Thursday, September 29, 2011

Chengdu, Sichuan

Chengdu is the capital of Sichuan province, and it is one of the biggest cities in China. As you can see in the map below it is located in southwest China.

四川 (Sìchuān)

(sì): four

(chuān): river

四川 (Sìchuān) is an abbreviation for 川峡四路 (Chuānxiá Sìlù), which literally translates to “Four circuits of river and gorges”.

成都 (Chéngdū)

(chéng): become

(dū): capital

It is believed that a king gave Chengdu its names when he decided to move his capital there in the early 4th century BC.

While in China, I spent most of my time outside Shanghai in Sichuan province. One reason might be because they say that the Sichuan girls are the most beautiful. Another reason might be because Sichuan food it really tasty. Whatever the reason maybe, it is definitely one of my favorite places in China.

Apart from being famous for its girls and food, Sichuan province is also famous for Pandas.

熊猫 (xióngmāo): panda


Xióngmāo shēnghuó zài Sìchuān shěng

Pandas live in Sichuan province.

Tuesday, September 27, 2011

You are my rose

Today I will share with you all the first Chinese song I learned. I was hiking Tiger Leaping Gorge with some of my friends (I will write more about it later) and we met this Chinese girl on the way. She was a great entertainer indeed and taught this song to all of us. It is one of my favorite Chinese songs (maybe because it was the first I learned).

This song is You are my rose by Pang Long and below is the English translation of the chorus.


Nǐ shì wǒ de méiguī

You are my rose


Nǐ shì wǒ de huā

You are my flower


Nǐ shì wǒ de àirén

You are my love


Shì wǒ de qiānguà

You are the one I care about


Nǐ shì wǒ de méiguī

You are my rose


Nǐ shì wǒ de huā

You are my flower


Nǐ shì wǒ de àirén

You are my love


Shì wǒ yīshēng yǒngyuǎn àizhe de méiguī huā

You are the rose I will love forever

Sunday, September 25, 2011

The 还 (hái) words of Chinese language

Earlier we looked at the (hǎo) words of Chinese language. Now let us look at the (hái) words.

In one of the earlier posts, How to say Hello in Chinese?, we learned that one way of responding to the question “How are you?” is 还好 (hái hǎo). 还好 means Okay.

The adverb means “rather; fairly”, implying that something is neither too good, nor too bad. Let’s look at some other words of Chinese language:

还行 (hái xíng): not bad

还可以 (hái kěyǐ): Okay

还不错 (hái bùcuò): not bad

还凑合 (hái còuhé): not too bad

As you can see above, all of these (hái) words mean either Okay or not bad. Now you can also use one of the above instead of 还好 (hái hǎo) you have been using.

Sunday, September 18, 2011

Reduplication of verbs in Chinese language

You must have seen verbs being repeated in Chinese language, like the one below:

学习学习 (xuéxí xuéxí)

No, it’s not a mistake. Verbs are reduplicated as shown above to denote short duration of actions. It can also be used to express an attempt. Reduplication of verbs softens the tone of a sentence, making it more relaxed and informal.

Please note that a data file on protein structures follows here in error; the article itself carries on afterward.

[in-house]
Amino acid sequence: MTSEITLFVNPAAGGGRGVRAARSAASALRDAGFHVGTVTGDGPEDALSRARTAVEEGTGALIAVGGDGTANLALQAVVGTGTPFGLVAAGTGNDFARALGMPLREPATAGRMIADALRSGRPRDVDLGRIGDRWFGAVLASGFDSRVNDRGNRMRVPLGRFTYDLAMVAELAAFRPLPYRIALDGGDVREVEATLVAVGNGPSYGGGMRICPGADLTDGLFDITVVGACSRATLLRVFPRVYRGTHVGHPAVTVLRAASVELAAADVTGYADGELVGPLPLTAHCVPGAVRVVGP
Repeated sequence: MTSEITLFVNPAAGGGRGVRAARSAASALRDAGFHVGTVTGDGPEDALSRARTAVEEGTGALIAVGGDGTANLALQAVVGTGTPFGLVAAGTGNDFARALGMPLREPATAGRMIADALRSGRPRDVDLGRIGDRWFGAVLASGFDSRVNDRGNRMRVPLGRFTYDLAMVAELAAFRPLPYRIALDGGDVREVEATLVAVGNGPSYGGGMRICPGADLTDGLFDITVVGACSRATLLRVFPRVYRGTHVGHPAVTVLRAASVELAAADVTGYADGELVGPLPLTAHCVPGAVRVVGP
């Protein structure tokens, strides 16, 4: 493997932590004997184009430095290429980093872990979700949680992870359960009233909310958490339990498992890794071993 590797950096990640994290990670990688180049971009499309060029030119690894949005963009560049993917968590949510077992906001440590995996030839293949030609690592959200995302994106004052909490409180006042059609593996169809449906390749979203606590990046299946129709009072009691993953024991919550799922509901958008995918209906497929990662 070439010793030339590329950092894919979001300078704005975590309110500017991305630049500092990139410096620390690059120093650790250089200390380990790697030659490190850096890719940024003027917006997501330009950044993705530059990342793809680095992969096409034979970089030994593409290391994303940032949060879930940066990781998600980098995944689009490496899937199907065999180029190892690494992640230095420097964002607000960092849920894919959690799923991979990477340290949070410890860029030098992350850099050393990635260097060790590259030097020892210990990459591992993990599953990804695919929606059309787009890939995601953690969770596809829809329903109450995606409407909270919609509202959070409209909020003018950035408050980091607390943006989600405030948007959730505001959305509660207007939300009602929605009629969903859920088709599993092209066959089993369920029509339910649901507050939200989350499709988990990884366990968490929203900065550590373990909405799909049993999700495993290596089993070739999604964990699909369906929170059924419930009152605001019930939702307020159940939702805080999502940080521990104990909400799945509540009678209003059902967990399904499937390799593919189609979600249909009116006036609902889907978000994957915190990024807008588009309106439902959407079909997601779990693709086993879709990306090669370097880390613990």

The reduplicated form of monosyllabic verbs is AA, and the reduplicated form of disyllabic verbs is ABAB:

看一看(kàn yī kàn)

想一想(xiǎng yī xiǎng)

学习学习(xuéxí xuéxí)

认识认识(rènshi rènshi)

Let’s look at some examples of how they are used in sentences:


Wǒ kěyǐ kàn yī kàn ma?

Can I look at it quickly?


Wǒ xiǎng gēn tāmen rènshi rènshi

I want to meet them

Thursday, September 15, 2011

Being humble in Chinese language


Nǐ shuō zhōngwén shuō de hěn hǎo

You speak very good Chinese

How should you response if someone compliments you like above? You will probably say

谢谢 (xièxiè): Thank you

Next time try the following instead 哪里,哪里 (nǎlǐ, nǎlǐ)

哪里 (nǎlǐ): where

It literally translates to “Where? Where?”, and it is a polite way of responding to a compliment. It is also like saying “Where is my Chinese good?”

Using 哪里,哪里 instead of 谢谢 has two advantages. Firstly, people will think that your Chinese is actually really good. And more importantly, humility is valued highly in Chinese culture.

Another polite way to respond to a compliment is 不敢当 (bù gǎndāng)

(bù): no; not; do not

敢当 (gǎndāng): dare

It literally translates to “do not dare”, and it is like saying “I wouldn’t dare to accept such a compliment”.

Monday, September 12, 2011

Speak of the Chinese devil

You must have heard the English saying “Speak of the devil”, but what is its Chinese equivalent?


Shuō Cáo Cāo Cáo Cāo dào

Speak of Cao Cao and Cao Cao arrives

You don’t believe me? Check this comic below:

I got this comic from this website. Check it out for more Cao Cao and other Chinese comics.

So who exactly is Cao Cao? Here is the Wikipedia excerpt:

"Cao Cao was a warlord and the penultimate chancellor of the Eastern Han Dynasty who rose to great power during the dynasty's final years. As one of the central figures of the Three Kingdoms period, he laid the foundations for what was to become the state of Cao Wei and was posthumously titled Emperor Wu of Wei. Although often portrayed as a cruel and merciless tyrant, Cao Cao has also been praised as a brilliant ruler and military genius who treated his subordinates like his family."

The fact that Cao Cao is portrayed as a cunning and deceitful man in the Chinese opera has also helped his negative image. Below is the Cao Cao mask used in Chinese opera:

Thursday, September 1, 2011

Some more Chinese expressions

Earlier we looked at Some daily Chinese expressions. That list was definitely not exhaustive, and today we will add few more to it. Let’s keep it simple this time around:

(ā) is used to express amazement


Ā! Zhège dìfāng zhème piàoliang!

Oh, This place is so beautiful!

(á) is used when you want an answer

啊? 你说什么?

Á? Nǐ shuō shénme?


(ǎ) is used to express surprise


Ǎ, Nǐ yǒu shénme wèntí?

Gosh, what’s your problem?

(à) is used to express sudden realization


À, Nǐ shì tā de nánpéngyǒu!

Ah, so you are her boyfriend.

Yes, I have been saying again and again: TONES ARE IMPORTANT.